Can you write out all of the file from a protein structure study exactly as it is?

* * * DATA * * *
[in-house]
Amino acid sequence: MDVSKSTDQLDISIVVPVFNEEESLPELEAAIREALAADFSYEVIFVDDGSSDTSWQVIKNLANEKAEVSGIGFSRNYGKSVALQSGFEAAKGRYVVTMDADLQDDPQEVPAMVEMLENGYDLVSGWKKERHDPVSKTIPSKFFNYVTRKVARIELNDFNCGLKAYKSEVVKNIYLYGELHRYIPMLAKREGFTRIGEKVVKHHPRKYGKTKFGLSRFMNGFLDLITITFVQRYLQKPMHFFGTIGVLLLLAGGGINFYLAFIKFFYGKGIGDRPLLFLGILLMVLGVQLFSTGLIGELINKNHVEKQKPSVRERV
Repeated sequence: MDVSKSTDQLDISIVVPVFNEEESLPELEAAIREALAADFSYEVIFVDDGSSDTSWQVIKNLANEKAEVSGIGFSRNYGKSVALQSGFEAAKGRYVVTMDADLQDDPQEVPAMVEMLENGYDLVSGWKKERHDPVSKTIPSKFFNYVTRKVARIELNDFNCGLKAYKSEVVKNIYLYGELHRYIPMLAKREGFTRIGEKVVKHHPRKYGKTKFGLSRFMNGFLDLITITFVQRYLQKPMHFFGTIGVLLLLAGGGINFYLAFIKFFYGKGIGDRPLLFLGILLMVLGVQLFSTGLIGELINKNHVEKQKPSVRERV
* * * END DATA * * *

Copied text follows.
[in-house]
Amino acid sequence: MDVSKSTDQLDISIVVPVFNEEESLPELEAAIREALAADFSYEVIFVDDGSSDTSWQVIKNLANEKAEVSGIGFSRNYGKSVALQSGFEAAKGRYVVTMDADLQDDPQEVPAMVEMLENGYDLVSGWKKERHDPVSKTIPSKFFNYVTRKVARIELNDFNCGLKAYKSEVVKNIYLYGELHRYIPMLAKREGFTRIGEKVVKHHPRKYGKTKFGLSRFMNGFLDLITITFVQRYLQKPMHFFGTIGVLLLLAGGGINFYLAFIKFFYGKGIGDRPLLFLGILLMVLGVQLFSTGLIGELINKNHVEKQKPSVRERV
Repeated sequence: MDVSKSTDQLDISIVVPVFNEEESLPELEAAIREALAADFSYEVIFVDDGSSDTSWQVIKNLANEKAEVSGIGFSRNYGKSVALQSGFEAAKGRYVVTMDADLQDDPQEVPAMVEMLENGYDLVSGWKKERHDPVSKTIPSKFFNYVTRKVARIELNDFNCGLKAYKSEVVKNIYLYGELHRYIPMLAKREGFTRIGEKVVKHHPRKYGKTKFGLSRFMNGFLDLITITFVQRYLQKPMHFFGTIGVLLLLAGGGINFYLAFIKFFYGKGIGDRPLLFLGILLMVLGVQLFSTGLIGELINKNHVEKQKPSVRERV